Anemia diseritropoyética congénita

Agreement signed with APU-ADISCON

Congenital dyserythropoietic anaemia (CDA) is the general name for group of hereditary illnesses of the blood. Patients have chronic anaemia of varying degrees and their red blood cells don't develop properly (inefficient erythropoiesis). They also have defects in the precursor cells in their bone marrow from which the red blood cells should develop. Other common symptoms are jaundice, enlargement of the spleen and or the liver. The first symptoms usually appear just after birth or in infancy. Patients need repeated blood transfusions to stabilize the anaemia. There are five subtypes of CDA currently known, each caused by mutations in different genes.

Dr Mayka Sanchez's laboratory studies rare diseases of the blood, including hereditary anaemias. Amongst other work the group designs diagnostic systems to differentiate between different types of anaemia, which often have similar symptoms but are caused by faults in different genes and require different treatments. They have designed a panel of genes; a standard test to use on blood samples from patients', which screens for the presence of mutations in a range of genes implicated in different anaemias, including the genes for the different types of CDA. This test will make the diagnosis of these patients a lot easier. More importantly, knowing which gene is mutated allows the doctors to apply the most appropriate treatment for that patient.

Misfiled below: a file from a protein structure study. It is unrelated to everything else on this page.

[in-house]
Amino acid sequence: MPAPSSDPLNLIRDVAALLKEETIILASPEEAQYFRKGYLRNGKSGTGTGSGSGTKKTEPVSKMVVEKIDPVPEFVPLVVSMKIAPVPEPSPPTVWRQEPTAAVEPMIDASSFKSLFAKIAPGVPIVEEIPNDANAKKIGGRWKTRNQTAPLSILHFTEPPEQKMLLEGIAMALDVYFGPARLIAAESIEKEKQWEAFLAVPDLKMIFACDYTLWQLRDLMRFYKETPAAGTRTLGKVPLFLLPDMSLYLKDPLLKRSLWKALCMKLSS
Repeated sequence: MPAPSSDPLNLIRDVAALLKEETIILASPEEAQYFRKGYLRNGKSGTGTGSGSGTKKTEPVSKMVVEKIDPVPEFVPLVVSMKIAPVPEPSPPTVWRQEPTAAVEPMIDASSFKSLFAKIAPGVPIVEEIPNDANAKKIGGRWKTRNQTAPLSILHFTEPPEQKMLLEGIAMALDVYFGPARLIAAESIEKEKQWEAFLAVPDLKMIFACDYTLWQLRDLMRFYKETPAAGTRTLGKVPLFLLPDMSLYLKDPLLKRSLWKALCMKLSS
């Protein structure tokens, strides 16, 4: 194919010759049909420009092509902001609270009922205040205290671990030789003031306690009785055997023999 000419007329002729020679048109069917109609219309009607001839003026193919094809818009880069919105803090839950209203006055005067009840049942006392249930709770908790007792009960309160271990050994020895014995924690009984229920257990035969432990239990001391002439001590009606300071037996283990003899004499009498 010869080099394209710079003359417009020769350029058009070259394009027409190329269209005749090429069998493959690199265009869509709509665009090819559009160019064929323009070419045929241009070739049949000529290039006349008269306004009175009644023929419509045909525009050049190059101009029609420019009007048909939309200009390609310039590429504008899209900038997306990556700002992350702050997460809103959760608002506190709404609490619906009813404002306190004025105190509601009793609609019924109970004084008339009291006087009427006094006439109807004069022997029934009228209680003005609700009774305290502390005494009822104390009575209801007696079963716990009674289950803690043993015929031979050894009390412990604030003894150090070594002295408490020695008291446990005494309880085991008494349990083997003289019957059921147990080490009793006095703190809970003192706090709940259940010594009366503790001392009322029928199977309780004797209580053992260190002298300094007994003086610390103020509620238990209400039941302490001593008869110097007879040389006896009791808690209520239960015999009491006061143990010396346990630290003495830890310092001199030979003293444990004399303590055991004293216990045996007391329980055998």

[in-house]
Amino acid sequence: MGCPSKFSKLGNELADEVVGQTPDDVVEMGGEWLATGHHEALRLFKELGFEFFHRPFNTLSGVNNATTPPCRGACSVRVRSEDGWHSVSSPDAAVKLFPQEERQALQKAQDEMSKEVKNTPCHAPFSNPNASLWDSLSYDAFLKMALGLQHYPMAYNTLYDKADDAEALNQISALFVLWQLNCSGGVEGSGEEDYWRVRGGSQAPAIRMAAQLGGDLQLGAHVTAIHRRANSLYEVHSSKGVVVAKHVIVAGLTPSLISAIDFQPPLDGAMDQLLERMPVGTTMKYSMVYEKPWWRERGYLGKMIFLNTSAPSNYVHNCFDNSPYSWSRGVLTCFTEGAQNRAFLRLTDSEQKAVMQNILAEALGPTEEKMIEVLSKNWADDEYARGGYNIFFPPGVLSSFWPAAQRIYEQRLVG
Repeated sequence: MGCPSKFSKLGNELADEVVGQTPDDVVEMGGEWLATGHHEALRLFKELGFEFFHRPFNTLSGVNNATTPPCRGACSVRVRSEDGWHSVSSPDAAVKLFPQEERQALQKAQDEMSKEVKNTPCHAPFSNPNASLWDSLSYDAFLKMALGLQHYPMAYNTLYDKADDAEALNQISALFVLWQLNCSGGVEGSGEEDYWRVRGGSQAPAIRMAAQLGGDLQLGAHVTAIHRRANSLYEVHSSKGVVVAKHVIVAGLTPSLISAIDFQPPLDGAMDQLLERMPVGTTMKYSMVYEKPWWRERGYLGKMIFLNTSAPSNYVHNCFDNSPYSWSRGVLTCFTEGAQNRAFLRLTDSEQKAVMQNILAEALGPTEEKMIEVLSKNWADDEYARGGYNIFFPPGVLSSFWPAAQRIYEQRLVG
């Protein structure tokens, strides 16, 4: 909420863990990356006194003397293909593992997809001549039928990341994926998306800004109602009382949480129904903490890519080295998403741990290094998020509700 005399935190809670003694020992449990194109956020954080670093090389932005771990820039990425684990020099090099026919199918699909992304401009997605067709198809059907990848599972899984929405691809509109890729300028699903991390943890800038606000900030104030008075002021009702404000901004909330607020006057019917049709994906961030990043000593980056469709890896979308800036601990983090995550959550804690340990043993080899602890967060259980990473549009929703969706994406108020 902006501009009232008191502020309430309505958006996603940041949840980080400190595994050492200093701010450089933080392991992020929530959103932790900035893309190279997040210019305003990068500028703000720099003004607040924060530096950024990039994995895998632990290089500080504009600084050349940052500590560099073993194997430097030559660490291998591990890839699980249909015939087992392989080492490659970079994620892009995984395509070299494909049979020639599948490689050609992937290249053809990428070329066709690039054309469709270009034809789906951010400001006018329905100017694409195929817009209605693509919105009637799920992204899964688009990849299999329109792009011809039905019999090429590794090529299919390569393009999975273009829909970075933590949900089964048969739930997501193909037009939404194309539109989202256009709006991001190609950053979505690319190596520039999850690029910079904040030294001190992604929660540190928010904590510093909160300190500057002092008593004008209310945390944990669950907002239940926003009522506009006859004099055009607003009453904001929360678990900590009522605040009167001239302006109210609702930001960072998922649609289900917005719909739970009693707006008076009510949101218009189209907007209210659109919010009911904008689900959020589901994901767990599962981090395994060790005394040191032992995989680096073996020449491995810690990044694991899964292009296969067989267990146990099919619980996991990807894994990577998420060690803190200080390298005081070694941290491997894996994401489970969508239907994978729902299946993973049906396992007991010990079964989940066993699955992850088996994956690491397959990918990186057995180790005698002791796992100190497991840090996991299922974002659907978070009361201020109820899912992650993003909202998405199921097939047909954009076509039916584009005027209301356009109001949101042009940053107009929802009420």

Now thanks to the support of the Association of Patients and Families of Congenital dyserythropoietic anaemia (ADISCON) and the Pablo Ugarte Association (APU) the group has been able to hire a young researcher to work on the project "Towards a better diagnosis and treatment for CDA Type 2". The participation of patients' groups and members of the public is an essential support for research into rare diseases, such as CDA. This is even more important now that public financing of research has been severely reduced in the last decade.

Anna Barqué, Researcher in Mayka Sanchez's Group

I decided to study biomedical science because I wanted to understand how the human body worked when it is healthy and when it is ill and I wanted to know what was happening on the molecular level. When I started studying biology at Baccalaureate level I had to study a lot, I found it very difficult to retain all the complex information. I spent many hours and promised myself that I would get a good grade. In the end my hard work got results and I discovered that all the subjects we studied at university were fascinating.

Now I have the privilege to work on the CDS project in Dr Sanchez's group and all thanks to the hard work of the patients and their families. It is a wonderful opportunity for me, but also a great responsibility. Because science can be a long process and we do not often get immediate results; I am very conscious of the need for scientists to learn how to explain what they are doing to the public in general. I will do my best to live up to the hopes of my supporters.